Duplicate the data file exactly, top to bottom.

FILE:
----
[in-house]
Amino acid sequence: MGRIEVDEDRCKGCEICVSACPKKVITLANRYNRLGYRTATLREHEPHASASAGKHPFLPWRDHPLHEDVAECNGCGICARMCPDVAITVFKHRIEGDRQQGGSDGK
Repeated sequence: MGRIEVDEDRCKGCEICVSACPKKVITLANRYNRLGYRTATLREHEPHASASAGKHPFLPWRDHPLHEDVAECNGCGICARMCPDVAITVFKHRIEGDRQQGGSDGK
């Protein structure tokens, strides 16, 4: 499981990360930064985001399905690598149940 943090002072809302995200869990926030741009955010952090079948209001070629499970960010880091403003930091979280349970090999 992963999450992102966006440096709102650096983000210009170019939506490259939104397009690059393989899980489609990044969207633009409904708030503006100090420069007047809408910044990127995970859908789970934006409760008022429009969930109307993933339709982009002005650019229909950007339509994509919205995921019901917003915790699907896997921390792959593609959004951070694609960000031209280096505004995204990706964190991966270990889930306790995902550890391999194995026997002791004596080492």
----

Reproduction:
[in-house]
Amino acid sequence: MGRIEVDEDRCKGCEICVSACPKKVITLANRYNRLGYRTATLREHEPHASASAGKHPFLPWRDHPLHEDVAECNGCGICARMCPDVAITVFKHRIEGDRQQGGSDGK
Repeated sequence: MGRIEVDEDRCKGCEICVSACPKKVITLANRYNRLGYRTATLREHEPHASASAGKHPFLPWRDHPLHEDVAECNGCGICARMCPDVAITVFKHRIEGDRQQGGSDGK
């Protein structure tokens, strides 16, 4: 499981990360930064985001399905690598149940 943090002072809302995200869990926030741009955010952090079948209001070629499970960010880091403003930091979280349970090999 992963999450992102966006440096709102650096983000210009170019939506490259939104397009690059393989899980489609990044969207633009409904708030503006100090420069007047809408910044990127995970859908789970934006409760008022429009969930109307993933339709982009002005650019229909950007339509994509919205995921019901917003915790699907896997921390792959593609959004951070694609960000031209280096505004995204990706964190991966270990889930306790995902550890391999194995026997002791004596080492």